Three vie for CRG’s top job

GLOVERSVILLE – The Fulton County Center for Regional Growth has narrowed down its search for a new president and chief executive officer to three finalists, CRG officials said this week.

The board is working to replace current CRG President and Chief Executive Officer Michael Reese, who plans to leave his position soon.

The CRG is Fulton County’s top agency for marketing economic development.

Reese notified the CRG board in March he planned to leave his position by September. His contract was for three years, and it was extended last year to run until Sept. 30. But Reese announced his departure early to give the CRG board advance time to find his replacement.

The CRG during the spring and summer received at least 50 resumes from applicants. The global search was even done partially through the agency’s website. But CRG board Chairman Dustin Swanger said Friday the search is now down to three finalists. Face-to-face interviews will be conducted soon.

“We’re going to a second interview,” Swanger said.

He declined to name the three finalists. Swanger said one applicant owns property “outside and inside” Fulton County, another applicant is from outside the county, and the third candidate is from outside the state.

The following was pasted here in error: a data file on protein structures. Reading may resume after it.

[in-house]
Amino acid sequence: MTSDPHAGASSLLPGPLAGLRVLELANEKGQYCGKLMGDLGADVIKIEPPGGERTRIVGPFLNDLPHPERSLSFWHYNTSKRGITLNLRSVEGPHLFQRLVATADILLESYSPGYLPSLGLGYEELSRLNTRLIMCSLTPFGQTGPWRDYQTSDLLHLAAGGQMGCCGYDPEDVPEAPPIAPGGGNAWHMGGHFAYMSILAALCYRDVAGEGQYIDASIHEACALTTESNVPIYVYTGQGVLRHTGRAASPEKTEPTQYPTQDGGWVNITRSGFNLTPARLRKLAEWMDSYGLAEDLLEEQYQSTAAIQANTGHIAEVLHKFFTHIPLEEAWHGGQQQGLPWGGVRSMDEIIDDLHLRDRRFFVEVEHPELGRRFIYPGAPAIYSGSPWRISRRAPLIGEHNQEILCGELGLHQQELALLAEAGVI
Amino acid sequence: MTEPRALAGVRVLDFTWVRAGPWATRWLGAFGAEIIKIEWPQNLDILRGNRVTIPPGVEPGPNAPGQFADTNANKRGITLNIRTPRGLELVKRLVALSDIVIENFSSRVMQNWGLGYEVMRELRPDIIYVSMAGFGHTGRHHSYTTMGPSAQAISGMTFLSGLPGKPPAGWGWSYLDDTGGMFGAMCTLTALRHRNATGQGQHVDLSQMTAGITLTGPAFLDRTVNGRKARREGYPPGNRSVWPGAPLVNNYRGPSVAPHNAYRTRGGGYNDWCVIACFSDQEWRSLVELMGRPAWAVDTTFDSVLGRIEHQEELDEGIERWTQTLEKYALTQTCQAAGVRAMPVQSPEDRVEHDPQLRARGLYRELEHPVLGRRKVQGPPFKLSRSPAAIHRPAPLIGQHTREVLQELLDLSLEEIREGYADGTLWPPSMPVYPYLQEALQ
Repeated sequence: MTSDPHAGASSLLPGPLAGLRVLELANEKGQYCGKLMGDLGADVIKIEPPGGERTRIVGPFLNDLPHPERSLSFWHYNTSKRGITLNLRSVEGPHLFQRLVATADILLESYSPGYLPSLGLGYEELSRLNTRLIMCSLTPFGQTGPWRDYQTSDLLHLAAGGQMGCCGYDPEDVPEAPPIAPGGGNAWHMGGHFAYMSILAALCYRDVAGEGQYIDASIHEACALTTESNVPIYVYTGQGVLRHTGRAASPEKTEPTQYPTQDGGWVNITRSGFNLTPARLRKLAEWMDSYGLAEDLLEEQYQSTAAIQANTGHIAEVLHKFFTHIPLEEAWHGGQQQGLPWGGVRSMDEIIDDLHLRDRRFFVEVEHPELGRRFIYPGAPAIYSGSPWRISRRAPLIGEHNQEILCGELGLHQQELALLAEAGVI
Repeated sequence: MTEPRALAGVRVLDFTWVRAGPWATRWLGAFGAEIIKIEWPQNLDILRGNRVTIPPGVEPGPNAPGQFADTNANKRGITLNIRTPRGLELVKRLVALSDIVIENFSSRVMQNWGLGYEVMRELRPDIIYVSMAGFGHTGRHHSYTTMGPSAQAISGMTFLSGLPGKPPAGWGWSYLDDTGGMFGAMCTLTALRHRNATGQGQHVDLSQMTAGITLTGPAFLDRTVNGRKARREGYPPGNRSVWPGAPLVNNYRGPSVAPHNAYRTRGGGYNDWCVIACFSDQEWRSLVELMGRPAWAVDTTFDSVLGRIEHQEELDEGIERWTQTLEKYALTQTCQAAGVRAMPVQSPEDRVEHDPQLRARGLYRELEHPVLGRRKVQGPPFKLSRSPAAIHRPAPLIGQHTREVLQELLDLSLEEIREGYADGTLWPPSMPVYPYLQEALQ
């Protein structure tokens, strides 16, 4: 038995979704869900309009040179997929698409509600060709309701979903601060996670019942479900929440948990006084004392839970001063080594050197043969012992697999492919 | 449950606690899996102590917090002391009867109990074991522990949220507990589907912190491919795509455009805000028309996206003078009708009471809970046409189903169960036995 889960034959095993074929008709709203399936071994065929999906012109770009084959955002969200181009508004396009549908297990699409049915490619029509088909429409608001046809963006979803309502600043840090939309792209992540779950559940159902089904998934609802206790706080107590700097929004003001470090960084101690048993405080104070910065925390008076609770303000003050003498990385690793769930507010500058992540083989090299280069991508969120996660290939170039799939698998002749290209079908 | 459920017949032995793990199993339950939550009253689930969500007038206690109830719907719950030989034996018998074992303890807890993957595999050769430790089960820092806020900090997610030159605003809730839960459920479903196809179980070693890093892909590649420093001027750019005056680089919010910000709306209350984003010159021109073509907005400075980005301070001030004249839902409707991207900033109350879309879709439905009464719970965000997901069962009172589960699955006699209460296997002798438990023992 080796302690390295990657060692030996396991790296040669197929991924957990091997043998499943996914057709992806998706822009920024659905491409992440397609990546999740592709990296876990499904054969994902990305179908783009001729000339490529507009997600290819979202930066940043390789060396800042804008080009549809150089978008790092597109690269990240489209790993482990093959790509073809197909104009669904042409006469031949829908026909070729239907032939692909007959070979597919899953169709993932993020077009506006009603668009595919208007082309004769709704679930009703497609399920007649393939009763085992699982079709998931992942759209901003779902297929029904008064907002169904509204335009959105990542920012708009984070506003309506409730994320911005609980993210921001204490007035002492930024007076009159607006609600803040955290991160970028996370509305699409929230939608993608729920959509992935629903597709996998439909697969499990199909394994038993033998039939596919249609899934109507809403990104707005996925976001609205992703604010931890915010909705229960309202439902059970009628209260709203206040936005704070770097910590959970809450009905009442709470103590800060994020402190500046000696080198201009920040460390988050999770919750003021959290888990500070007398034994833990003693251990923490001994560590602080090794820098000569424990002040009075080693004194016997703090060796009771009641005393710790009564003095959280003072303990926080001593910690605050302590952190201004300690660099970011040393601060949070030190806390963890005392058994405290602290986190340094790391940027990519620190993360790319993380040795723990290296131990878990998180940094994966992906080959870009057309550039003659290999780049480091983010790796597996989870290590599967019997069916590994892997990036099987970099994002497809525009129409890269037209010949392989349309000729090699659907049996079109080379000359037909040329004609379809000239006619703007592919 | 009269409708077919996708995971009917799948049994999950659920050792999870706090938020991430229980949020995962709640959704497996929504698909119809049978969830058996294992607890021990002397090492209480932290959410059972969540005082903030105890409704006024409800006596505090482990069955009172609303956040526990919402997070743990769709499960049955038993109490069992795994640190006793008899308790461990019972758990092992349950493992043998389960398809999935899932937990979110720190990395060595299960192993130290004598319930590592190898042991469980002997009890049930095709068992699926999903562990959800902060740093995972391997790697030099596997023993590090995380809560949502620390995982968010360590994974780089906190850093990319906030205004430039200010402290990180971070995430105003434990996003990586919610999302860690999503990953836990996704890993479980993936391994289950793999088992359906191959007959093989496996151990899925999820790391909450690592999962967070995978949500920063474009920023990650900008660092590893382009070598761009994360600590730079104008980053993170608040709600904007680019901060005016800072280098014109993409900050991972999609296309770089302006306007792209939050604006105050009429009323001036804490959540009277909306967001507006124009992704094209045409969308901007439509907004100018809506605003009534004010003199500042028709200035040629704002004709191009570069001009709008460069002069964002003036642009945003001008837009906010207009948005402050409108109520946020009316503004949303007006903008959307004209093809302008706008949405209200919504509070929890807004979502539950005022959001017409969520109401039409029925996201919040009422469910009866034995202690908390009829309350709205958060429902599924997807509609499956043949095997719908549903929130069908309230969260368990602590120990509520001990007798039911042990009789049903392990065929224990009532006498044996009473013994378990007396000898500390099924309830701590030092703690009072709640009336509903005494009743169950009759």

CRG board Vice Chairman Greg Fagan, who also declined to name the finalists, said Thursday the third applicant would be “traveling quite a distance” to come to Fulton County to take the job.

“They all have economic development and community development experience,” Swanger said.

The salary for the new CRG president and chief executive officer position is not being advertised, but it is “negotiable,” Swanger said in June. Reese earns about $120,000 annually.

Reese has spent about 35 years in economic development, coming to the CRG in September 2008 after 22 years as the executive director of the Herkimer-based Mohawk Valley Economic Development District. He was elevated to his current position of day-to-day administrative head of the CRG after a scandal involving two former executives. Longtime local economic developers Jeff Bray and Peter A. Sciocchetti were accused by the CIC and EDC of taking millions of dollars in bonuses not approved by the agencies’ boards of directors.

Michael Anich covers Johnstown and Fulton County news. He can be reached at